Stephanie bit her lip, nodded, and then, inexplicably, laughed.

“Is that funny?” said Wolf, coming to stand off his stool.

“Only because I understand,” she said.

“Oh.  You’ve been to Germany?”

“No,” laughed Stephanie, her face flushed.  “Last night was the first time in a while I’ve slept with a man.  I’ve been with girls for a long time, now.”

Wolf chuckled deep in his chest.  Could irony be complete without the solidarity of non-fiction?  How many times had he found himself in a frank, honest place with no one but actors all around?  But then, everyone felt that way, didn’t they?  He felt sure most people did.

Stephanie told him about the disappointments of her life: her men, mostly, and that her women were too like them outside of the bedroom to make a partner.  She wept twice in the telling, though briefly, and Wolf let her tears come and go without trying to make her smile.  They had everything in common; everything, as unlikely as it was, and they were together in her bed that night without making love, perhaps because each was as wasted as the other.

Nick began to leave flowers on her doorstep, sometimes, with choice phrases from her favorite poet attached.  Owing to her emotionally indulgent nature, they began to see each other again.  They had lunch, then lunches, then the occasional dinner, and then weekends, during which sex was notably absent.

Wolfgang saw Stephanie, as well, though their relationship had changed without his consent.  Where before he had been a lover and a friend, he had slipped into the habitual role of confidant and friendly counselor, and it pained him dearly.  He felt the division particularly sharp upon finding Nick’s bouquet at her door one morning when he came to take her to breakfast, and, with a shudder like it were human, tossed it into the hedges by the door, but not before noting the author of the poem attached.

Nick and Wolf had widened very much apart by this time, having not spoken for weeks, though Wolfgang had certainly called him.  He attributed Nick’s silence to a sudden homophobia, rightly deciding that it was his own hands that had frightened him away in the hours following their consummate lovemaking.  Americans, he thought, were very much enamored of boundaries, and when those lines were crossed, had swift and severe finitudes with which do dispatch anything colored gray, and he felt great disappointment in it.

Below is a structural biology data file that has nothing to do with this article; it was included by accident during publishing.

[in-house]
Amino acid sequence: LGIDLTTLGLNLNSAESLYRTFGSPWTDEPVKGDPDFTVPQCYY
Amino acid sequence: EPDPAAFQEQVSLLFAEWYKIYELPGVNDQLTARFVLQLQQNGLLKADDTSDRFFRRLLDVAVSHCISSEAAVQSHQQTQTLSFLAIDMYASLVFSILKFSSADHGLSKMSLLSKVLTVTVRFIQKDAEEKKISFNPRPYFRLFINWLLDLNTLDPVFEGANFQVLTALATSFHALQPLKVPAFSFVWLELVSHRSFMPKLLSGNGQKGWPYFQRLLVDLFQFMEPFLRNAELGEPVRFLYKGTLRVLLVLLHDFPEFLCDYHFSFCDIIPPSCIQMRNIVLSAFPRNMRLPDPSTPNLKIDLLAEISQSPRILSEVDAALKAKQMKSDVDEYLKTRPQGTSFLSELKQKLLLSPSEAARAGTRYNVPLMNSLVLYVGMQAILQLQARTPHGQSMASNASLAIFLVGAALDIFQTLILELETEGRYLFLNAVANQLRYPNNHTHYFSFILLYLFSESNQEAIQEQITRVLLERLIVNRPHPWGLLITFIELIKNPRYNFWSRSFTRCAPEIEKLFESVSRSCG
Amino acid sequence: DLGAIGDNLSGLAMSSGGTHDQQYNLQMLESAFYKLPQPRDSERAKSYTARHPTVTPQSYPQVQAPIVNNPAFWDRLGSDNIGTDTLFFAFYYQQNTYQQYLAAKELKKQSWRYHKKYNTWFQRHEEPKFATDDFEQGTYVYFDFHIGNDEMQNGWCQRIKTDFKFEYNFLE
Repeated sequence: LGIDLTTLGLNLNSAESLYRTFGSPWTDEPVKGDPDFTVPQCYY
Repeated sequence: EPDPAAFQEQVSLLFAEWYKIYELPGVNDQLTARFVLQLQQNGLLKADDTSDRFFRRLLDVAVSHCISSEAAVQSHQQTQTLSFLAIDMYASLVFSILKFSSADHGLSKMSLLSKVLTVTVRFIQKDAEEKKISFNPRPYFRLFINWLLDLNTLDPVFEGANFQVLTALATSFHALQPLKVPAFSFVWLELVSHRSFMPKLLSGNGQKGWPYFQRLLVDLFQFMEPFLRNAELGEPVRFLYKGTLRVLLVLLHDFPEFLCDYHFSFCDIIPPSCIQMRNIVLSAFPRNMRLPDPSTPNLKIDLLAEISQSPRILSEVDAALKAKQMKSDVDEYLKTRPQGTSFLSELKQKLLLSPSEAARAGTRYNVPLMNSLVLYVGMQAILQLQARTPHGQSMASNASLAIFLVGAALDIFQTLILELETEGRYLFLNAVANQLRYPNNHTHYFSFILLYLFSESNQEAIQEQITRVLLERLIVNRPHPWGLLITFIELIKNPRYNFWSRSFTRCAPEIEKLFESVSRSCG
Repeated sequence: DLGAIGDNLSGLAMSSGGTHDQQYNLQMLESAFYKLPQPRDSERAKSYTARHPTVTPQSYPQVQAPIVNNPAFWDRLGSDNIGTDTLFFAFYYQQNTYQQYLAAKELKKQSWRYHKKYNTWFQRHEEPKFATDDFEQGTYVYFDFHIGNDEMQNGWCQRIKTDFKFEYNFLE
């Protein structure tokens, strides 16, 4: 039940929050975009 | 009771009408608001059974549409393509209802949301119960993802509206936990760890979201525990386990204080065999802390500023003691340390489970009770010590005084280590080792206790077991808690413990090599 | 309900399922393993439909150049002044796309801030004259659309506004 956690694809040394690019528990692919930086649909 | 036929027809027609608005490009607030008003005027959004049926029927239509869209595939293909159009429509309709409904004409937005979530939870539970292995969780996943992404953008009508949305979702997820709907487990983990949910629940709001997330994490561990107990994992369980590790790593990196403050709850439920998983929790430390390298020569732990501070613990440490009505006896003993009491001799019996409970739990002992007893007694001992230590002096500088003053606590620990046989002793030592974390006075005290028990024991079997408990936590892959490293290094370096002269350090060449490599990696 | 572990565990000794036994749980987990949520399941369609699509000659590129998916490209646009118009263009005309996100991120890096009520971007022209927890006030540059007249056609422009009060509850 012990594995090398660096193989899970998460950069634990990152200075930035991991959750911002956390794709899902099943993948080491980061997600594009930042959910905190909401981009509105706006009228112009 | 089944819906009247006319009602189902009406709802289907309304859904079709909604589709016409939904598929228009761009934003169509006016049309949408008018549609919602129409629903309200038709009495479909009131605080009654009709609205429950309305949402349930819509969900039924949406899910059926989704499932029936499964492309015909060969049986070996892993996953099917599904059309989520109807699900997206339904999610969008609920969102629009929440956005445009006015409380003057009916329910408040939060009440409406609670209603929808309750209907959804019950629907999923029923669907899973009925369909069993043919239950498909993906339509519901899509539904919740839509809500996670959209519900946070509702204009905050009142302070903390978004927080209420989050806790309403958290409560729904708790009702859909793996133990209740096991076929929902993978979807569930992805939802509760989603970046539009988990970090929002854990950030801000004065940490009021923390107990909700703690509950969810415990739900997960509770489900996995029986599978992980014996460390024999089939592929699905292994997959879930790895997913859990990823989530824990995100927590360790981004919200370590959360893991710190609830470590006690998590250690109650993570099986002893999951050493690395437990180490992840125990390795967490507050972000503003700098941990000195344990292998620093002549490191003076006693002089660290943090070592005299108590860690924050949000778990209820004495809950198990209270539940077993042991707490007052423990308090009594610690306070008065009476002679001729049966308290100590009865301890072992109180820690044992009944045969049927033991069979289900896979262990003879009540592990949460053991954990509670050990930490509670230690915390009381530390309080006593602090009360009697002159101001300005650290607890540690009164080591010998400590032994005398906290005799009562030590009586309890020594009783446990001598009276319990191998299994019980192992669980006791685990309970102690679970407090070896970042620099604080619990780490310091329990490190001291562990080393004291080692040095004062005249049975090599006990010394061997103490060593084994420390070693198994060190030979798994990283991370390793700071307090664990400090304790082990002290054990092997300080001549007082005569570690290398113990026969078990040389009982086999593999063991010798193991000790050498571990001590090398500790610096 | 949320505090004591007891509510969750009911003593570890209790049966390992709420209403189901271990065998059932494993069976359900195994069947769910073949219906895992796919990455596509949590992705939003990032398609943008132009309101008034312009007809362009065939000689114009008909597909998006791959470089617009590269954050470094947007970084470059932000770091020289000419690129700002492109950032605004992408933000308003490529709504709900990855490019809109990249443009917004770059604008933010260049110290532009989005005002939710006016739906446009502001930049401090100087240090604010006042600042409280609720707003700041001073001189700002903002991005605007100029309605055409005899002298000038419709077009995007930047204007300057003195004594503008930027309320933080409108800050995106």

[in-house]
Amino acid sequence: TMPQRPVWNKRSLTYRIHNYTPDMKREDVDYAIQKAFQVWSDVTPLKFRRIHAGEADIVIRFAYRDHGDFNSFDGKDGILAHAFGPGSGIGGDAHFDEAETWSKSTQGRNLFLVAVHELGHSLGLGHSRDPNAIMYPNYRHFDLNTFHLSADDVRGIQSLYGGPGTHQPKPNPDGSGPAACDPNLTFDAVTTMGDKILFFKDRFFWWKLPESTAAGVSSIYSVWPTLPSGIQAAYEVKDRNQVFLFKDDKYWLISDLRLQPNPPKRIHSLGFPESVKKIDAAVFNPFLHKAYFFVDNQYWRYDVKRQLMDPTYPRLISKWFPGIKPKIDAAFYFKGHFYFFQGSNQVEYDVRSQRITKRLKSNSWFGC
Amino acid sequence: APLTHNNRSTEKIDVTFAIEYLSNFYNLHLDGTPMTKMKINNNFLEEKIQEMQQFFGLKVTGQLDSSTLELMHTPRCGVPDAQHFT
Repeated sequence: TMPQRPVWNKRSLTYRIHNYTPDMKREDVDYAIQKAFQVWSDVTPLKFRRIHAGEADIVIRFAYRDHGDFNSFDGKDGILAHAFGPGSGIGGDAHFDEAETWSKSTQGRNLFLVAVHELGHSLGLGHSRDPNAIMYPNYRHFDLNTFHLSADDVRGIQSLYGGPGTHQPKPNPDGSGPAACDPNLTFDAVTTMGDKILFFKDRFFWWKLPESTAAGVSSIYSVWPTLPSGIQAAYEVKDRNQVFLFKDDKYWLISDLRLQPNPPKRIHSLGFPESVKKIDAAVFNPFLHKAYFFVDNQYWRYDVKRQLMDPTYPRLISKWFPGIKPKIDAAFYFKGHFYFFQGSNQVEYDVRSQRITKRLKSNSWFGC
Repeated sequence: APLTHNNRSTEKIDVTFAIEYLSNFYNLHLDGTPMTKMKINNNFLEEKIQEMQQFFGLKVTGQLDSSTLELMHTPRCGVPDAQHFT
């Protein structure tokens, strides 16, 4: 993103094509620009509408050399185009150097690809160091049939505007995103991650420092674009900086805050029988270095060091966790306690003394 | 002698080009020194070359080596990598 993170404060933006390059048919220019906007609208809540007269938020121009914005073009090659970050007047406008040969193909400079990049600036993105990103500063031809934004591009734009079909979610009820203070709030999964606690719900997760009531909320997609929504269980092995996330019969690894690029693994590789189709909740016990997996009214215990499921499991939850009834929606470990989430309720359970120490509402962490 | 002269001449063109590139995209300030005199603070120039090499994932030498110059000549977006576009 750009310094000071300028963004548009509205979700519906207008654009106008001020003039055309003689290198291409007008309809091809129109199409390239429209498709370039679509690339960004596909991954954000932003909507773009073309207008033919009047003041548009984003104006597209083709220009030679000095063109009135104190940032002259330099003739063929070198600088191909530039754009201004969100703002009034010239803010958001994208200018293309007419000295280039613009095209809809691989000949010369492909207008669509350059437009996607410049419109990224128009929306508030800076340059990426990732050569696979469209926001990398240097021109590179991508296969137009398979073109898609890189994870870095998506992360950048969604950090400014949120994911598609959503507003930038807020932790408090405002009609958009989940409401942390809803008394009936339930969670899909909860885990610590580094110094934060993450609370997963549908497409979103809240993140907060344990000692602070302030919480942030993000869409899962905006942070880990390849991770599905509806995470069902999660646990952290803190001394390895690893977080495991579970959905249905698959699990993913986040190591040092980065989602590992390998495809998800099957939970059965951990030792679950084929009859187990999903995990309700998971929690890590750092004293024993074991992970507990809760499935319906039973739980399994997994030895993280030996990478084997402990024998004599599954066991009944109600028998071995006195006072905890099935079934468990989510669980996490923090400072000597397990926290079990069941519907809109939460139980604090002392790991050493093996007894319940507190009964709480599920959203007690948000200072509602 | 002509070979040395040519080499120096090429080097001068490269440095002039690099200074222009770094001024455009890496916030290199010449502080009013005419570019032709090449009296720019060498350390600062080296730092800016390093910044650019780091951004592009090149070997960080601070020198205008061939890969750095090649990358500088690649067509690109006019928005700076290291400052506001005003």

Nick, himself, had managed through perseverance and sincerity to date Stephanie from time to time, and because he sweetly made her feel like royalty wherever they went, she began to dote on him, too, though the problem of sexual stagnancy began to set in as she spent her time in the evenings with Wolfgang more and more.

She and Wolfgang went out together and made a game of pigeonholing the appearances of men and women around them.

“See, I like her,” Stephanie said once.

“She’s cute.  A little Orange County, though.”

“What do you mean?” she giggled, slapping his arm.

“Well, nothing – except that her brown hair is attacking her blonde hair, and she thinks sneakers go with dinner dresses.”

Closing times saw them leaving together, and most mornings saw her waking alone, because he worked early. Wolfgang and Stephanie became better friends than either of them had ever had.

Nevertheless, Stephanie entertained a deeper romance with Nick, who for an unknown and un-discussed reason, refused to bed her, and in all other ways charmed her more naturally than Wolfgang, whom she considered her best friend.

Nick surprised her at work with a song he sang amidst her coworkers one day, and they swooned and envied her, one and all.  Nick and Stephanie discussed philosophy and religion, politics and literature, modern art and traveling, and Stephanie found herself in love with a man whom lived in two bodies.